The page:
Pastor’s Letter


It is the month of May and what a busy month this is for all of us. First there is May Basket Day on May 1st, then Mother’s Day on May 8th, Whit Sunday is May 15th, Baccalaureate for our Glenwood Seniors is May 18th, Armed Forces Day is May 21st, Graduation for Glenwood Seniors in May 22nd and May 30th is Memorial Day. With all of these days being celebrated, just add in a couple birthdays, family picnics, graduation parties, garden planting, yard mowing, daily household chores and whew! What a month already!

I am so glad to know that May has also been deemed National Meditation Month. Meditation – Mental discipline; thought, reflection, contemplation. Meditation is not just a Hindu relaxation technique. It can be a religious act, and a spiritual one. King David was a fan of meditation. The Psalms were literally meditations to God, Isaac meditated in a field; Joshua mediated on the law.

“May the words of my mouth and the meditations of my heart be pleasing to You, O Lord, my Rock and my Redeemer.” Psalm 19:14 NLT

May you find or take the time to meditate with the Psalms this month as we all have very full and busy schedules and we all can benefit by contemplating the word of God in a quiet place. This could be very soothing, calming and distressing to each of you. I hope you will give it a try.

May 15th is Whit Sunday, and if you have never heard of it, we are going to celebrate it in the church that Sunday. From the sources I have perused, it is celebrated as the 50th day after Easter. It is the Christian festival of Pentecost, the seventh Sunday after Easter, which commemorates the descent of the Holy Spirit upon Christ’s disciples (Acts of the Apostles chapter 2). As recorded in the New Testament of the Bible, it was on the 50th day after Easter that the apostles were praying together and the Holy Spirit descended on them. They received the gift of tongues;” the ability to speak in other languages” and immediately began to preach about Jesus Christ to Jewish people from all over the world who flocked to Jerusalem for the Feast of Shavuot.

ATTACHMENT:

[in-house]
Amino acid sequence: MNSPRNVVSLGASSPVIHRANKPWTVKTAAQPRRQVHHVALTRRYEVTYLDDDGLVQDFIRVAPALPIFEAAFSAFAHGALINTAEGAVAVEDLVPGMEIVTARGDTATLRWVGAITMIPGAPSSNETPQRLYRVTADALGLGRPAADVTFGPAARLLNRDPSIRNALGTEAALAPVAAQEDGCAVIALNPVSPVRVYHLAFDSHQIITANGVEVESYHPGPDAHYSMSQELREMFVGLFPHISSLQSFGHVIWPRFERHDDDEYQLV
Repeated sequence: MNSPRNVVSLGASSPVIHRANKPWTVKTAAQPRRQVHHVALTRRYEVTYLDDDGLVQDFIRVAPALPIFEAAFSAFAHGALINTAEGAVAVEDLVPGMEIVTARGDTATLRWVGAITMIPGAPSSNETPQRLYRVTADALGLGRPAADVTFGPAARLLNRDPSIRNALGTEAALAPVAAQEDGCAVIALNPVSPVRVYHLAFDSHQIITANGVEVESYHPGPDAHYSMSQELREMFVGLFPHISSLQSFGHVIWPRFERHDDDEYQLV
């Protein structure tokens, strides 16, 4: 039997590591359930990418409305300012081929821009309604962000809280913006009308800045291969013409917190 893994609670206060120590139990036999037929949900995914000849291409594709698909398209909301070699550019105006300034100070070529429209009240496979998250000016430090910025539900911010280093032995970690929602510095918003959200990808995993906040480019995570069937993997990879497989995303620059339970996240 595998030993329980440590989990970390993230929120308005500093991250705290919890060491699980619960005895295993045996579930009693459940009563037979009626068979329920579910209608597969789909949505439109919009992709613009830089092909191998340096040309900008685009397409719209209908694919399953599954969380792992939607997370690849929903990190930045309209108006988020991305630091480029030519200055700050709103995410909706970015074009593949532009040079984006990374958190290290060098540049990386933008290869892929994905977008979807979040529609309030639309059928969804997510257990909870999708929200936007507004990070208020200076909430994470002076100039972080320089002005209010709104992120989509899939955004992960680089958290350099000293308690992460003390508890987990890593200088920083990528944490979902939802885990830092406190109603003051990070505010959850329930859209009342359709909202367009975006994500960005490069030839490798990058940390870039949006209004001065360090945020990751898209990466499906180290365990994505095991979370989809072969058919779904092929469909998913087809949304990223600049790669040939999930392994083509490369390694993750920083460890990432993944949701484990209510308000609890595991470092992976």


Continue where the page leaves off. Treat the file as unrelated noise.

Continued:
Christian Pentecost became not only a commemoration of the Holy Spirit’s visit but also marks the birth of the Christian Church. Although it is not certain when Pentecost began to be observed by Christians, it may have been early as the first century. According to church tradition, Pentecost is always about seven weeks after Easter Sunday, or 50 days after Easter, including Easter Day. In some Orthodox churches, Whitsunday is observed after the date set by the western churches. This is because some Orthodox churches still observe holidays according to the Julian calendar, which preceded the Gregorian calendar adopted by many western churches. The Easter date depends on the ecclesiastical approximation of the March equinox.

So relax, read and reflect on the Psalms, enjoy the weather, and look forward to the many May celebrations. See you all soon!

As Always,

Pastor Susan Reed